"Do the Bartman" declines Chicago
fan not responsible for Cubs' loss
On the DL
"Fans, fans, in the stands, stop interfering with your
hands!" That revamp of an old crowd-rallying cheer could
very well be the slogan for the 2004 Chicago Cubs. Last week,
as the Cubs were five outs away from a National League Championship,
they were seemingly cheated out of it by a fan trying to make
a souvenir of a ball that could have been a crucial out.
In an instant, Steve Bartman became the newest goat in the
Chicago Cubs' folklore and the most notable baseball fan since
Jeffrey Maier. The whole ordeal was exacerbated by the fact
Moises Alou tossed Bartman the ball he had caught to record
the final out of the seventh inning. It seems Bartman lusted
greedily for a second.
Fans interfering with play are nothing new. Homer Simpson
himself once admitted to a lifelong dream of running onto the
field during a game (a dream that came true, according to a
framed headline kept bedside saying something to the effect
of "Idiot runs onto field: Springfield forfeits pennant."
Then there was the fan that tried to streak onto the ice at
a hockey game, only to knock himself out when he slipped. Western
has also had its share of fan involvement, underlined by the
two streakers at this year's Homecoming football game.
When there's nudity or drunkenness involved, it seems like
it's all fun and games. But fans taking an inadvertent role
in sports is a problem that's nearly impossible to eliminate.
Does anyone remember the fan who ran onto the field during
a Monday Night Football game a few years back, only to be destroyed
when Antonio Freeman ran into him at full tilt? As Dennis Miller
commented, "Look, mom, I came to the football game and
got my skull caved in!" While intentional fan interference
is one thing, "Bartgate" belies another problem altogether
-fans that are unaware of the game situation and not deliberately
trying to interfere. After the debacle, Sportsnet showed a
clip of Boston fans moving back while outfielder Trot Nixon
made a leaping catch by the right field wall at Fenway Park
during the American League Championship Series.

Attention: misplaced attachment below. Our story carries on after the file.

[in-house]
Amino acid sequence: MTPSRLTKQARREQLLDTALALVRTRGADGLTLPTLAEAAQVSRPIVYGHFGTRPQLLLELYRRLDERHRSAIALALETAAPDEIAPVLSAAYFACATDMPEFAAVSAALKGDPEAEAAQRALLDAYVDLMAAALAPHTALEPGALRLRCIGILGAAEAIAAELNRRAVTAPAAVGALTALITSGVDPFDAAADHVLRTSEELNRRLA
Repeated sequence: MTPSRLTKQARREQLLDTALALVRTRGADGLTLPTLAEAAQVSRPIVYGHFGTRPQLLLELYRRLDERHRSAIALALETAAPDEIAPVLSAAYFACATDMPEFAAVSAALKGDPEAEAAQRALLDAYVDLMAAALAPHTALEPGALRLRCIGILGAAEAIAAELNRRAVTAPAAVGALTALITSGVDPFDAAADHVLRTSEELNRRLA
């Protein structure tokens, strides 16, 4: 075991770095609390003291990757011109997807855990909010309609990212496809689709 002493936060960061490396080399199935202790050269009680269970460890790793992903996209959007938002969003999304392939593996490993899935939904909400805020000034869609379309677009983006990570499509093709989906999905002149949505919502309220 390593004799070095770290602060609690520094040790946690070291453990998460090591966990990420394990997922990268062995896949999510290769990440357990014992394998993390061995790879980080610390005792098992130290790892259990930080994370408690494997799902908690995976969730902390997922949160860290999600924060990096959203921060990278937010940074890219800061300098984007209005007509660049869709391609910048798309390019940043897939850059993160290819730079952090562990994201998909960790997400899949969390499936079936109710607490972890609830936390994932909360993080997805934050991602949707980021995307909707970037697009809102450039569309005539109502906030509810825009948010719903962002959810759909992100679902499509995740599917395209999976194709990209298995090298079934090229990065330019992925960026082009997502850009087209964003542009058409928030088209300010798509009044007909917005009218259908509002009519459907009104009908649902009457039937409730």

For Sportsnet, "fan awareness" was the difference
between Nixon making his grab and Alou being robbed. While
Bartman technically did nothing wrong, he should have been
following the game situation -he shouldn't have obstructed
Alou from making a fairly easy play.
If the Cubs had gone on to win game seven, Bartman would simply
be a footnote. Instead, he is the popular person to blame in
Chicago. What if his "interference" had cost the
Marlins instead and allowed the Cubs to win? He'd be a hero
akin to Maier, the boy who turned a long fly ball into a dinger
for his beloved Yankees.
Replays showed Maier was clearly in the wrong, reaching over
the wall to aid the Yanks. Bartman, on the other hand, merely
got in the way of a ball many deemed catch-able by Alou.
It's unfair to blame Chicago's collapse on one fan. If fans
are looking to blame someone, try manager Dusty Baker -he left
an overworked Mark Prior in the game when he should have moved
to his bullpen.
Meanwhile, Bartman's apologized profusely, claiming he's a
true blue Cubs fan and he never meant to hurt his team's chances.
He acted on instinct, doing what most baseball fans would do
with a foul ball headed straight towards them. Bartman will
have to leave Chicago to live in peace and he'll probably never
be able to return to Wrigley Field short of major plastic surgery.
For any true Cubs fan, that penalty is more than ample.